You may see the letter A, O and B disappear this week as brands and businesses join Red Cross on its global blood donation campaign.
The Missing Type is an initiative to raise awareness about the dire need for blood donations.
If you have blood types A, O or B, your donation can make a difference to anyone from trauma and burns victims through to patients with cancer.
To help drive awareness about this, National Australia Bank has switched off the A and B lights in its name on its buildings across the country.
It is also running an internal awareness campaign to educate and inspire its own staff about the power of being a blood donor.
“The Australian Red Cross Blood Service needs 100,000 new blood donors in the next year to help save or improve the lives of patients in need and right now there aren’t enough people in Australia signing up to donate their blood type,” NAB general manager of corporate responsibility Jodi Geddes told SmartCompany.
“We’re proud to support our customer the Australian Red Cross and Red Cross Blood Service and to play a small but important part in this international movement.
“By joining others in raising awareness and rallying behind the campaign we can help get the attention of Australians and hopefully turn some of them into blood donors.”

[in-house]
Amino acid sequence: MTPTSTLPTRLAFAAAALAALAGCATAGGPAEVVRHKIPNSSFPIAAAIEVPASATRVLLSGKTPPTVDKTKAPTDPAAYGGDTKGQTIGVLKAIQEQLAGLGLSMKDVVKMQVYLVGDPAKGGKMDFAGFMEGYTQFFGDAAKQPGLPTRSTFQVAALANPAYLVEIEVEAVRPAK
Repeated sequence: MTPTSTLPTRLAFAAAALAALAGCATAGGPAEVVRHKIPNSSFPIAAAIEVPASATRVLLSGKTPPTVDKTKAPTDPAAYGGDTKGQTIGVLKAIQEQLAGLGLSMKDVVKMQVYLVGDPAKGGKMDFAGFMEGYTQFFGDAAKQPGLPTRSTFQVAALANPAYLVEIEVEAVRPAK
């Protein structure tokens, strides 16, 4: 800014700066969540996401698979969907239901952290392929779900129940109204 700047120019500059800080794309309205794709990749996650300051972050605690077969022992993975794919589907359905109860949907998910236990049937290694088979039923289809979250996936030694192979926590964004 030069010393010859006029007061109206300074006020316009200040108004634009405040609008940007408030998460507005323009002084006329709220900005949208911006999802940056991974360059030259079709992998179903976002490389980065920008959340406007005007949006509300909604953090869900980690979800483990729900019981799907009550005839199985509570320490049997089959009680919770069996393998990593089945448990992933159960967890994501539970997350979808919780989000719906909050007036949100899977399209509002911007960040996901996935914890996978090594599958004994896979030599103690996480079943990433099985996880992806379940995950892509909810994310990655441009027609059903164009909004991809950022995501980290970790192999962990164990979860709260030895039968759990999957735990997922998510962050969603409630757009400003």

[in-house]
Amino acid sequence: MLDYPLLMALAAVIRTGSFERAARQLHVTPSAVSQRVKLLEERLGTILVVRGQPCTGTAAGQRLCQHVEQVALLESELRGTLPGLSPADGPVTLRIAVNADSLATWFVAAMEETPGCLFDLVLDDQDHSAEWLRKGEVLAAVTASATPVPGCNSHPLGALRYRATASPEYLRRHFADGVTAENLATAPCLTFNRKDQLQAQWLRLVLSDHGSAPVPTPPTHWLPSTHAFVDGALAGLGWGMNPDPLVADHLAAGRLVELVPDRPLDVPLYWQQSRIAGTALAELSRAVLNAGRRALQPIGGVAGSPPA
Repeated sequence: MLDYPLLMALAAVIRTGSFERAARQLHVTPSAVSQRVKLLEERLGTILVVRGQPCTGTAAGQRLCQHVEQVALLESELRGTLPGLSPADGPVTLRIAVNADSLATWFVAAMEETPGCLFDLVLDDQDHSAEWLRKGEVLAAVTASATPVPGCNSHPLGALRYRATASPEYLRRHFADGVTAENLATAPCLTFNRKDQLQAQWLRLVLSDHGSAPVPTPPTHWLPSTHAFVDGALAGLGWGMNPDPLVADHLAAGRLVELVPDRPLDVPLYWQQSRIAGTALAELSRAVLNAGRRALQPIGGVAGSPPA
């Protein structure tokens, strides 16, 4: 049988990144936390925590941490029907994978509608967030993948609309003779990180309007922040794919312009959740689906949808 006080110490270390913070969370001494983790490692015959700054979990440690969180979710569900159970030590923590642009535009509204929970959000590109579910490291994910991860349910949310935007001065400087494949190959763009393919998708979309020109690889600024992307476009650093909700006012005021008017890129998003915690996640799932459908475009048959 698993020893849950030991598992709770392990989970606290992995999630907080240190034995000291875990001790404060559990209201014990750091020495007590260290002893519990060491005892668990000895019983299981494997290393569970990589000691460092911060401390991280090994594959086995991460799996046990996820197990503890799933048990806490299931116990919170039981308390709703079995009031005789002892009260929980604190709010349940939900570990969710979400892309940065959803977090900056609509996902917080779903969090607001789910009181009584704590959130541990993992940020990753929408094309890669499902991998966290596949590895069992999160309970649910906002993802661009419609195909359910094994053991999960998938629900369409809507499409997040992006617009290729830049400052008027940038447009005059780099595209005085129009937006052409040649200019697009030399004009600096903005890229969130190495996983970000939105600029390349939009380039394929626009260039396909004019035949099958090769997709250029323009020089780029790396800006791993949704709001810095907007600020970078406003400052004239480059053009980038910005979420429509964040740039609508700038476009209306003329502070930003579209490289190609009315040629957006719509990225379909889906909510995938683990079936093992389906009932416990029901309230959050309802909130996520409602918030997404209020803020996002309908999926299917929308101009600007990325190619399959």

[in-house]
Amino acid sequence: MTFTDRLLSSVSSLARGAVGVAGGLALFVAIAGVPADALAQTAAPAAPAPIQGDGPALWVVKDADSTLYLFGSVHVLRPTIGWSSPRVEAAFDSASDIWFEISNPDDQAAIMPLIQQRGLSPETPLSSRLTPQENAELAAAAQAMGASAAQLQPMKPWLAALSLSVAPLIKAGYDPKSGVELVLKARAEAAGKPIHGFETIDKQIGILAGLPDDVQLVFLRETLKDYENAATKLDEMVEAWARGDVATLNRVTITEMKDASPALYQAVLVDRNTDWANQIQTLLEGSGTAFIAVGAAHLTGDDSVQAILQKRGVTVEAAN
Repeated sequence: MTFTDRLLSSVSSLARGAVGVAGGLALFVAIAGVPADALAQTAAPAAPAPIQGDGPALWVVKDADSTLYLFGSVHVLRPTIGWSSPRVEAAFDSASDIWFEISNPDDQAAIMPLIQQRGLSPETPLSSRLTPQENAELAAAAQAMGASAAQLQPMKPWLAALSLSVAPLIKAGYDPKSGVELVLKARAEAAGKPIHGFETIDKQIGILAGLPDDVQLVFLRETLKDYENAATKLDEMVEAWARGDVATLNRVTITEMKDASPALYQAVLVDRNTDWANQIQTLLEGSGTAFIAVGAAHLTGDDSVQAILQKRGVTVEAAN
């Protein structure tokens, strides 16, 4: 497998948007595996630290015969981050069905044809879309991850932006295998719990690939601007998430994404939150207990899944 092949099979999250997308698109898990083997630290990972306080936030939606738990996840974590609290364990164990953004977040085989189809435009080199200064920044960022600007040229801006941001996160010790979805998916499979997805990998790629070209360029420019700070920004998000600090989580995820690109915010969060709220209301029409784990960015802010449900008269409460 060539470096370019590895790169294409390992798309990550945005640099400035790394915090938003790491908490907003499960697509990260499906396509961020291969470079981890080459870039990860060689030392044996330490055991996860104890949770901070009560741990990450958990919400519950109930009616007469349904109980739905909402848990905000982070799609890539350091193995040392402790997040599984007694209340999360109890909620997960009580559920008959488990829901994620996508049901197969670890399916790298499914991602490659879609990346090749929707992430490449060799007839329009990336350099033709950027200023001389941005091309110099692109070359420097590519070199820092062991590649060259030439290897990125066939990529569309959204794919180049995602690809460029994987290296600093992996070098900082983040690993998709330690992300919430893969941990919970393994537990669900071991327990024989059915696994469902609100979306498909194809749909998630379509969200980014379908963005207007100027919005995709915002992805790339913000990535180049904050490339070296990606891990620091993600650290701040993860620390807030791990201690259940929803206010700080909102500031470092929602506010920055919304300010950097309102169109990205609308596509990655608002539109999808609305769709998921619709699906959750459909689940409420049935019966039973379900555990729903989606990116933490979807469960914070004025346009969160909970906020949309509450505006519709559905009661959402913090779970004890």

Along with NAB, a number of businesses, brands and personalities have joined the bandwagon including food icon Maggie Beer, the Sydney Opera House and Adelaide Oval.
— _del_ide _v_l (@TheAdelaideOval) August 16, 2016
Where have our letters gone? To support blood donation! Every donation saves up to three lives but this year 100,000 more new donors are needed. Help fill the gap with your O, A or B-type blood and save lives by supporting the @redcrossau Blood Service’s International #MissingType.
A photo posted by Sydney Opera House (@sydneyoperahouse) on
Even TV show Neighbours has dropped the initials for its blood types off its iconic Ramsay Street sign.
— Neigh__urs (@neighbours) August 16, 2016
According to Red Cross Australia, a blood donation is needed every 24 seconds around the country but the number of donors has significantly dropped over the past decade.
As the need for plasma-based medicines increases, Red Cross Australia says 100,000 new donors will need to volunteer this financial year.
One blood donation can be made into 22 different medical treatments and Blood Service chief executive Shelly Park says the impact can not only save but transform lives.
Park says many people around the world are really depending on donors to survive and live a better quality life.
“Whether it is patients receiving treatment for cancer, blood disorders, after accidents or during surgery, or new mums who lost blood in childbirth, blood is an absolutely essential part of modern healthcare,” she says.
“We really hope that those Australians who can will be inspired by the Missing Type campaign to become blood donors.”
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